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Whiplash Injuries

There has been a great deal of public debate concerning “whiplash” injuries, much of it fuelled by powerful lobbying by the motor insurance industry.

Whiplash is a real injury. It most commonly occurs when your head is thrown forward violently causing injury (known as hypertension and hyperflexion) to the soft tissues in the neck.

Whiplash injury typically occurs in road traffic accidents following a sharp impact between vehicles, often a “rear end” collision, with the front seat passenger being the most vulnerable to more serious injury.

Cyclists and pedestrians frequently sustain whiplash injuries following a road traffic accident.

The road traffic accident statistics for Scotland in 2012 are sobering:

  • 170 people killed
  • 1959 seriously injured
  • 10,446 “minor injuries” (primarily whiplash)

However whiplash injuries can also be sustained in other types of accidents, for example slips and trips, sports injuries, accidents at work and criminal assaults.

Whiplash injury symptoms are often not experienced immediately and may take several days to become fully apparent. Typically symptoms will involve stiffness and pain to the neck, shoulders and back. The severity of symptoms can vary from mild pain resolving in a few days or weeks to more serious injuries that can take months or even years to fully resolve. Very occasionally the symptoms may be permanent.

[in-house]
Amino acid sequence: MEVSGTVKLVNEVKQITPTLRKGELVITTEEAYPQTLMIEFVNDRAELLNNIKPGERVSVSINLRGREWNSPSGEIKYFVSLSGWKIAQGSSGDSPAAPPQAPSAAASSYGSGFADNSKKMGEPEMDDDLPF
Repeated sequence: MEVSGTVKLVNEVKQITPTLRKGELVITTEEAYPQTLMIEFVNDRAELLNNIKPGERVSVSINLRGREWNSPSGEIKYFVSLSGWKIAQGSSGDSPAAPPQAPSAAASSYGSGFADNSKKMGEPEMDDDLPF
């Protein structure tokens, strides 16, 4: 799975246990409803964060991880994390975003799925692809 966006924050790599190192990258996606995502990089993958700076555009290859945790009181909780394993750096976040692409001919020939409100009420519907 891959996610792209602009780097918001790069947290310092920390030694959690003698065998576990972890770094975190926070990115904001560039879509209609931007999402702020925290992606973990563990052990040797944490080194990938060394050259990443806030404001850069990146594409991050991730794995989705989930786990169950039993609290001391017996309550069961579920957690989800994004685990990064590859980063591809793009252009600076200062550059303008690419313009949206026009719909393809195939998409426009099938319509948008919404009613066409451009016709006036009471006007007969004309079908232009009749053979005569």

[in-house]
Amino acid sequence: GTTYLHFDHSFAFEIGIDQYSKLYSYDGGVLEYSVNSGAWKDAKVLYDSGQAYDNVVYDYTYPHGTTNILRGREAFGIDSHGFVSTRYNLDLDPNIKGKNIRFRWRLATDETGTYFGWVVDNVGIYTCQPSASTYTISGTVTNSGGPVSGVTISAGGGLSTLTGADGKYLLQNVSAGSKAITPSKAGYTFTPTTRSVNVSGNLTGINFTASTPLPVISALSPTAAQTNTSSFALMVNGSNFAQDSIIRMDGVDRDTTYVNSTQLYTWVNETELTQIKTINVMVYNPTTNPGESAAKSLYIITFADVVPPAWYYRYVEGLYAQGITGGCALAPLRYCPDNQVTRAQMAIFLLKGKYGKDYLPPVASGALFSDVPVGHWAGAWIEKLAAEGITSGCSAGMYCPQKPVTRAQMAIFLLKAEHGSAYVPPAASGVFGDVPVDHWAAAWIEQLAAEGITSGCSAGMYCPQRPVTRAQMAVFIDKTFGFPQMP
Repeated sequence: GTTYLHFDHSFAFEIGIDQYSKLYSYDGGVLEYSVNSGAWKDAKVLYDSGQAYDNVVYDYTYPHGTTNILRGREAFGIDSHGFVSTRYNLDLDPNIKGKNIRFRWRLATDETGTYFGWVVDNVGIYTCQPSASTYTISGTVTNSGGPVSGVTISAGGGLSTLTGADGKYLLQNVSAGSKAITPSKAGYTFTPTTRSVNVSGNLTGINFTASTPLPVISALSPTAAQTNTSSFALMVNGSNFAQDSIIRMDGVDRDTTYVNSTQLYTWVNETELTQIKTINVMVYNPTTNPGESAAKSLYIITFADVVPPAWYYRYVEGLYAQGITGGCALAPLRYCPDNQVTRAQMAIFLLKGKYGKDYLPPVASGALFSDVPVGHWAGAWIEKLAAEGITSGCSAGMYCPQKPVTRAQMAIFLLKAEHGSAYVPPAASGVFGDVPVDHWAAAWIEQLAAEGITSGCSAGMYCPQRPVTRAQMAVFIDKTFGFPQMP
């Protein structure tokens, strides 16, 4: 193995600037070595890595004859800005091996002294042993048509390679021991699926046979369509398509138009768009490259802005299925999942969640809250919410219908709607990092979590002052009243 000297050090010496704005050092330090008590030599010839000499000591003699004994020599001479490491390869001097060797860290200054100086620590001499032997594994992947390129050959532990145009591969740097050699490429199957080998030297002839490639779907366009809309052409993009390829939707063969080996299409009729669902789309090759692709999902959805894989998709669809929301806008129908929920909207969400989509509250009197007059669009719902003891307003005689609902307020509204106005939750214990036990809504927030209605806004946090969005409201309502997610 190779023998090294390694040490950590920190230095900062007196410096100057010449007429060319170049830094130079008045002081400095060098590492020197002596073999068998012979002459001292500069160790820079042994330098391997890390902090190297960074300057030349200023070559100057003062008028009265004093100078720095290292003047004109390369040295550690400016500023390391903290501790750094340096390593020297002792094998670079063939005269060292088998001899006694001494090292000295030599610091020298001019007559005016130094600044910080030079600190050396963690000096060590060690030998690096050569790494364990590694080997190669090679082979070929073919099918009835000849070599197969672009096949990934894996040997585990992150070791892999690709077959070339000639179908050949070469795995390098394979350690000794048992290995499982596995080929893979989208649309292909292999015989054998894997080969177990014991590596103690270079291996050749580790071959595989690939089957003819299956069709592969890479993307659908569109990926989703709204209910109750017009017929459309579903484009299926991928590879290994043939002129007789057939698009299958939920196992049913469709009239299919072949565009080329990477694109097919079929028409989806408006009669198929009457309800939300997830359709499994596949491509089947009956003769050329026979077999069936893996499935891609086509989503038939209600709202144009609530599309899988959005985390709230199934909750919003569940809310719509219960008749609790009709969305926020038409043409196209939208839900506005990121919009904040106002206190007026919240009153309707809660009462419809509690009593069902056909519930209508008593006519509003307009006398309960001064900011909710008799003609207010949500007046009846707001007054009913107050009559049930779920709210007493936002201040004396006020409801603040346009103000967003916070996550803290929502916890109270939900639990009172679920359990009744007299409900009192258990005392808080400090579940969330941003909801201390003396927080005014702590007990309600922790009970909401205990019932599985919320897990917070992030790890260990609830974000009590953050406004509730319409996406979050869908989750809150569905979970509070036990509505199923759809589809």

At the onset of whiplash symptoms it is important to seek early medical advice. For minor injuries usually painkiller medication and a period of rest is prescribed. For more serious injuries, rehabilitation treatment will be recommended.

Watermans offers its clients private rehabilitation through its unique Total Care programme operating throughout Scotland. For whiplash victims this usually involves private physiotherapy treatment arranged at times to suit the client and avoiding often lengthy NHS waiting times (often up to 13 weeks) – and all at no cost to the client.

If you have suffered a whiplash injury you may be entitled to compensation and free rehabilitation. – you only have three years to make a claim.

Contact us today – we are here to help.